A&E Waiting Time Limits

The Herald reports:

Health Minister Tony Ryall will impose maximum patient waiting times on hospital emergency departments. …

The Herald reported yesterday that a consensus is emerging – in talks among senior physicians and health officials – that the maximum time should be six hours and that no patient should be left waiting in an emergency department corridor. Recommendations are expected to be made to Mr Ryall within weeks.

This is a very brave move by Tony Ryall. Under Labour we saw billions thrown into health, but very little measurable improvements for that money. This means that Labour could talk about how much it cared, but never be measured on success.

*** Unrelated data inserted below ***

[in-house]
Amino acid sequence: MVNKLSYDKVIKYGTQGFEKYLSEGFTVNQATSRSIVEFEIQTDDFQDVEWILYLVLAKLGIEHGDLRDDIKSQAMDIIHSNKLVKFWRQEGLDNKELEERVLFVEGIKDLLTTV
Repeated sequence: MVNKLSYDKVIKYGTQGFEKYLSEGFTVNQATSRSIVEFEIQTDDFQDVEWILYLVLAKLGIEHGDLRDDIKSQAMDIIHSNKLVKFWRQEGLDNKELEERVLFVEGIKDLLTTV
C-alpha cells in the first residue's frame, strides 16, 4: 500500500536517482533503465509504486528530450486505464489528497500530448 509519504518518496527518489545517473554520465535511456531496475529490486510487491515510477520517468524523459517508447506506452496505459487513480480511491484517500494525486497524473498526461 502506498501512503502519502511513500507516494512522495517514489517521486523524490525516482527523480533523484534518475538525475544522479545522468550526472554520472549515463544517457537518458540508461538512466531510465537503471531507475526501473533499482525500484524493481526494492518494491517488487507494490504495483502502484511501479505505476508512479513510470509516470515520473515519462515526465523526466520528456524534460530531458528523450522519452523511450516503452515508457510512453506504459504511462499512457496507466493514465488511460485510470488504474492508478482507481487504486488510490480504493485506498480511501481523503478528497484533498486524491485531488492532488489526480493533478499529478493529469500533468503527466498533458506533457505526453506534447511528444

Tony is putting in place measures that will introduce better accountability. DHBs will have to front up and specify what resources they need to ensure they can see all A&E patients within six hours. The DHBs can be held to account for that, and also the Minister and central Government an be held accountable if they fail to adequately fund the DHBs.

He cited Britain’s success in reducing emergency department waiting times through a target maximum wait, set in 2004, of no more than four hours from arrival to admission, transfer or discharge. Within several years, he said, the proportion of patients waiting in emergency departments for more than four hours fell from 23 per cent, to 3 per cent.

In New Zealand, Health Ministry data from one large emergency department and two of medium size indicated that while the majority of patients were seen within several hours, up to 20 per cent at one of the hospitals spent more than eight hours in the emergency department.

Looks to be a good plan.

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